And yet Hawkeye fans around the world sat and watched Thursday night as a trio of cornerbacks came off the board, none of them were named Joshua Jackson. I don’t think anyone is going to begrudge the Browns for snagging Denzel Ward (though 4th overall might be a bit of a reach). He seems likely to have a very solid NFL career and he certainly looked good against our Hawkeyes.
In case you forgot, here’s a look:
Whoops, sorry, wrong highlights. Actually, no those were the highlights. The only highlights. Ward didn’t really do anything against Iowa as evidenced by the 55 points our, uh, mediocre (?) offense hung on the Buckeye D.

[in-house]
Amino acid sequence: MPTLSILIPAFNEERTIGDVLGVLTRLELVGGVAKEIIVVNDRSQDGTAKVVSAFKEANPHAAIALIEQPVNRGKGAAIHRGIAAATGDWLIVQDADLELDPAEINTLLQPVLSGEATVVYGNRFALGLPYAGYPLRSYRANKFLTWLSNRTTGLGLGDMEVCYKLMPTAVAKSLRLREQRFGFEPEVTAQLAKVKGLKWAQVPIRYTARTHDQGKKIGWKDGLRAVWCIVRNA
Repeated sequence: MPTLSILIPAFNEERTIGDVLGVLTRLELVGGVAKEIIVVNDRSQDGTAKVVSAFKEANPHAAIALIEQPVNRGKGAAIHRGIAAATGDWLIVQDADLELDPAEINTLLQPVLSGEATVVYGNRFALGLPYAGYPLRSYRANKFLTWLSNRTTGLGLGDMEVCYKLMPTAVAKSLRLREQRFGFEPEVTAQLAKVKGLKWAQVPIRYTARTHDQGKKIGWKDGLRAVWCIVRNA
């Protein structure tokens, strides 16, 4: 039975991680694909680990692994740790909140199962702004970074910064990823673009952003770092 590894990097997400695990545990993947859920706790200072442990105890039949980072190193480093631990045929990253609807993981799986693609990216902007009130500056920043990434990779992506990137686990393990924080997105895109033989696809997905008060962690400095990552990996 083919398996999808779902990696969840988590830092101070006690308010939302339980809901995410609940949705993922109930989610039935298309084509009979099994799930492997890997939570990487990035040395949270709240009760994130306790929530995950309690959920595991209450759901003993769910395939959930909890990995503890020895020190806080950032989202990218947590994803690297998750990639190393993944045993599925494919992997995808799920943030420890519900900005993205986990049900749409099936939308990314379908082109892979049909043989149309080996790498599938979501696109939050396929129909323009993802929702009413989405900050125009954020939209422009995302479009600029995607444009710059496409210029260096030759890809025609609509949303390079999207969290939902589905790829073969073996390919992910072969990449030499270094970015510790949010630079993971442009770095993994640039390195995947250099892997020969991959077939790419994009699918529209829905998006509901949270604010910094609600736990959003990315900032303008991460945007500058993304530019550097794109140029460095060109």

The real question marks started to fly, for yours truly at least, when the Green Bay Packers first traded back from the 14th spot to the 27th, then traded back up to the 18th spot. Jackson was sitting there, the Pack needed a corner and the franchise has a history of success with former Hawkeyes. I was certain this was the moment. Instead they opted for Louisville’s Jaire Alexander.
A dozen picks later, the Minnesota Vikings were on the clock with a pressing need at corner. Again I was convinced. Again I was disappointed as the Vikings opted for UCF’s Mike Hughes instead. Listen, I hope for the sake of our dual Hawkeye and Viking fans I hope this works out.
But COME. ON.
Finally, with the 45th pick overall and the 13th pick in the second round the Packers decided they needed another cornerback and pulled the trigger on Jackson.